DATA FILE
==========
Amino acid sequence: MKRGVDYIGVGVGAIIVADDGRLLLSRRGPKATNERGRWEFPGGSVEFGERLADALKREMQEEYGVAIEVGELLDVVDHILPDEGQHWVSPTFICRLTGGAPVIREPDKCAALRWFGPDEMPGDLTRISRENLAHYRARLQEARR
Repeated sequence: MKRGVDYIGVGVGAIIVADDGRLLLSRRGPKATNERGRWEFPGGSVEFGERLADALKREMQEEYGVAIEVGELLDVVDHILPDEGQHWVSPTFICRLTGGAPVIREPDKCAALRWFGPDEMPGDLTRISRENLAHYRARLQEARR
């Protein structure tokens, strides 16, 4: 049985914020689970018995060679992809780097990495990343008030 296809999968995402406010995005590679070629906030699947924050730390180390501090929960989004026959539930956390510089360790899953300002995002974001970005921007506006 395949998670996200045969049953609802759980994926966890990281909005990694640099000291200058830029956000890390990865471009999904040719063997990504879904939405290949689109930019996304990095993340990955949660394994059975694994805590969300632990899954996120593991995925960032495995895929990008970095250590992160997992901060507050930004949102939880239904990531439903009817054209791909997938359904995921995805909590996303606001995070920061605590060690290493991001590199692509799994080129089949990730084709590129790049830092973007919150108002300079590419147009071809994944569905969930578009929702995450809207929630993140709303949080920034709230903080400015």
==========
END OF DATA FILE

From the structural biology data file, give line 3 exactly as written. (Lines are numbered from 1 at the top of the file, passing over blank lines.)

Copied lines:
């Protein structure tokens, strides 16, 4: 049985914020689970018995060679992809780097990495990343008030 296809999968995402406010995005590679070629906030699947924050730390180390501090929960989004026959539930956390510089360790899953300002995002974001970005921007506006 395949998670996200045969049953609802759980994926966890990281909005990694640099000291200058830029956000890390990865471009999904040719063997990504879904939405290949689109930019996304990095993340990955949660394994059975694994805590969300632990899954996120593991995925960032495995895929990008970095250590992160997992901060507050930004949102939880239904990531439903009817054209791909997938359904995921995805909590996303606001995070920061605590060690290493991001590199692509799994080129089949990730084709590129790049830092973007919150108002300079590419147009071809994944569905969930578009929702995450809207929630993140709303949080920034709230903080400015």